Opening a bakery involves a lot of different moving parts, but there’s no need to get overwhelmed. Just do your homework, make a plan, and start getting things done.
Though it does not seem like a lot of fun, the first thing to do is to write a business plan. Do not panic — even if your business plan is only five pages, that is much, much better than nothing at all. Simply writing even the skeleton of a plan will force you to consider and define some critical things about your business. So if you really want to succeed, get out a pen and paper and get ready to seriously think about this venture.
The first thing to consider is your market. How big is the town where you want to have your bakery? Are the people there the right customers for the kind of bakery you want to start? Next is competition. How many other bakeries are already in business in your town? Just because you do not see any bakeries selling directly to customers does not mean there aren’t any bakeries — the best bakery work is usually selling to restaurants and hotels, so make sure you get a complete list of every baking-related business in your area. If there are bakeries from nearby towns, list them too.
Next you need to define your background, to make a good case for why you would be a good bakery owner. Did you go to cooking school? Have you worked at a bakery or at a food service business? How are your customer service skills? Are you outgoing enough to promote your business tirelessly? Do you have the kind of perseverance to work twelve hour days six days a week for the first year or two? Put down your strengths and weaknesses, and be honest. Just because you have no accounting experience, for example, does not mean you can’t start a bakery. But it does mean that an introductory class at the local community college might really benefit you, even if you plan to hire an accountant later.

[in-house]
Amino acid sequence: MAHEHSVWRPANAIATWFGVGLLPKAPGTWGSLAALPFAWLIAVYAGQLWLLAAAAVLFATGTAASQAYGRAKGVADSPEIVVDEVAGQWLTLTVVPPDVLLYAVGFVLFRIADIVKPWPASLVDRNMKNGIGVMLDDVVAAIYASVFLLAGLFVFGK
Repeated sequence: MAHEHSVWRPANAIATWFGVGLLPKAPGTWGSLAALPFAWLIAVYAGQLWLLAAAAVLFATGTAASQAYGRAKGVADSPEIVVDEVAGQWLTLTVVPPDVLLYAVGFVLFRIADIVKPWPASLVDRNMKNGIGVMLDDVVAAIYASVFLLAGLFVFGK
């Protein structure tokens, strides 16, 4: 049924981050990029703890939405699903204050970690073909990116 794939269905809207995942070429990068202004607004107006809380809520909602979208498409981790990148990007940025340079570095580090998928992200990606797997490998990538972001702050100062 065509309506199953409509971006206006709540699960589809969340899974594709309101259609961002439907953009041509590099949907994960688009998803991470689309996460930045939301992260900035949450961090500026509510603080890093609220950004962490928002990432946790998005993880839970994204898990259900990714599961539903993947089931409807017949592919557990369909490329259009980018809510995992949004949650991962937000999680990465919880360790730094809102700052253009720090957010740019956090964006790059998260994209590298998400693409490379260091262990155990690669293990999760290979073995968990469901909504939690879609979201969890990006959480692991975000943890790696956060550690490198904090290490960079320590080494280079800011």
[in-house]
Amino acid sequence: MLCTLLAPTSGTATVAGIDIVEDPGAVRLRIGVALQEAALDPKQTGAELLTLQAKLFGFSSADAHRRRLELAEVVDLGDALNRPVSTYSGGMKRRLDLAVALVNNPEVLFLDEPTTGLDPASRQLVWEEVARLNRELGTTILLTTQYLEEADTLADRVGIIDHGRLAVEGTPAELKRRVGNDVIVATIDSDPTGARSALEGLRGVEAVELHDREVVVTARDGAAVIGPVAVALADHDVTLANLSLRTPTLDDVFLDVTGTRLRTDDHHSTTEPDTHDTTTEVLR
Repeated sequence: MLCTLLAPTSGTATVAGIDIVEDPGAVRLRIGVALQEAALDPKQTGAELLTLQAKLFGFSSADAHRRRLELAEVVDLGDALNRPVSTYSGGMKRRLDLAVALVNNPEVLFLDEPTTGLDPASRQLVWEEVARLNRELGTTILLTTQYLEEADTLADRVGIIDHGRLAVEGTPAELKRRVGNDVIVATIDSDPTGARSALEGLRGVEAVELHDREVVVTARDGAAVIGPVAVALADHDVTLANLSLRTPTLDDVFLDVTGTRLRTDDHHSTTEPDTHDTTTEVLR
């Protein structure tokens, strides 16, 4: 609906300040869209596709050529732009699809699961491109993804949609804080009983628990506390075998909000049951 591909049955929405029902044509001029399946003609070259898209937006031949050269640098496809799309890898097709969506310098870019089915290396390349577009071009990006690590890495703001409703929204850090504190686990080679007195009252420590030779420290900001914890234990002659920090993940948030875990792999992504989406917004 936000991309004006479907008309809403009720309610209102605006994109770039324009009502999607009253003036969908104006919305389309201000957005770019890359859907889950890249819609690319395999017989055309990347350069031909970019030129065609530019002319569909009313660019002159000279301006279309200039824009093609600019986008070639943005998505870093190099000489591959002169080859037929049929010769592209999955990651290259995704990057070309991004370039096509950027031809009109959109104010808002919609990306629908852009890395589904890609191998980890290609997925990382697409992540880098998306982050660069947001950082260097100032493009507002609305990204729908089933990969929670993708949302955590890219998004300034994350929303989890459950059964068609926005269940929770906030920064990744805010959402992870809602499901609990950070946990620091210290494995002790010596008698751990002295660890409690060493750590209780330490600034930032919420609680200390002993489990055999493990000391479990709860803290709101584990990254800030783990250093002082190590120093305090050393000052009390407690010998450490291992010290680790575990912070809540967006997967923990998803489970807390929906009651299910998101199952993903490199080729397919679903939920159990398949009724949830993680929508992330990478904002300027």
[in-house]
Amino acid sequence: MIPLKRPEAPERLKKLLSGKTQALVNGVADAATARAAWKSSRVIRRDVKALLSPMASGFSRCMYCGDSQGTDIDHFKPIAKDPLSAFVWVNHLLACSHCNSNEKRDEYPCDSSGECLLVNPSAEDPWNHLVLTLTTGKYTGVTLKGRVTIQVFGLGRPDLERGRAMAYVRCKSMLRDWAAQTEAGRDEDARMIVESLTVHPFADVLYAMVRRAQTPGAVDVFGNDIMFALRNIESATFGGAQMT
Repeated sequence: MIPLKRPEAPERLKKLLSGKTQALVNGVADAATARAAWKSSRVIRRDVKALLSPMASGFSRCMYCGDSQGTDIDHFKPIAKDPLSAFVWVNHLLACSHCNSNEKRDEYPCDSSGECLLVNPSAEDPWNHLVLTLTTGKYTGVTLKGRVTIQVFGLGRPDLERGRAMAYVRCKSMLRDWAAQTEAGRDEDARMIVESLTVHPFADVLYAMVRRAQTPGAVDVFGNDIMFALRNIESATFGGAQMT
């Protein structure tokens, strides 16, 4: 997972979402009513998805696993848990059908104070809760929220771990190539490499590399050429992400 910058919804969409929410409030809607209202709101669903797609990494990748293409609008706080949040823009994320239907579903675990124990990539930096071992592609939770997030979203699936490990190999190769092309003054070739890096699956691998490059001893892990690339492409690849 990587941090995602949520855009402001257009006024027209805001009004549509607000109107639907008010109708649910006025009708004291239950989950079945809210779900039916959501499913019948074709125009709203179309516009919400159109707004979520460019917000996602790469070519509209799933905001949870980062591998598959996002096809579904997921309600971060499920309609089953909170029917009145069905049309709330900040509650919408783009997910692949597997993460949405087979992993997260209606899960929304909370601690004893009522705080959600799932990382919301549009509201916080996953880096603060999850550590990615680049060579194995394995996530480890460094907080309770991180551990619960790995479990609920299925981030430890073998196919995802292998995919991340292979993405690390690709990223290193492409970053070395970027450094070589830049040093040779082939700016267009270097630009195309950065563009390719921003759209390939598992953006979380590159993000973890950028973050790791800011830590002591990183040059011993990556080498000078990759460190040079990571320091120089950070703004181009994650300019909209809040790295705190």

After you’ve evaluated yourself, think about what your bakery might look likeclick for more. Do you want to buy an existing bakery (a good choice if you are relatively new to the bakery business), buy a franchise, or start your own bakery completely from scratch? What locations would be ideal for your new bakery, and how much rent will you have to pay to get them? How much food will you have to sell to pay that rent, plus all your other overhead, and at least a minimum wage to yourself?
Next you need to know what it will take to make this legal — what kinds of business license you’ll need, tax ID numbers and more. What kind of requirements will you have to meet to pass a food service inspection? This can be a real doozy, so get some facts, brace yourself, and try to talk to one of the food inspectors in your town. Take notes, be respectful, and do not panic if you do not know how you are going to meet all their requirements. You can figure that out in the coming weeks by talking to other food service owners and doing your own research. But you should know what is required before you start buying display cabinets and fancy packaging.
That’s a lot of work to do, and we have not even started with inventory, designing a menu, hiring employees or marketing your new bakery. But if you focus on the basics first, and all those secondary tasks will be a lot easier.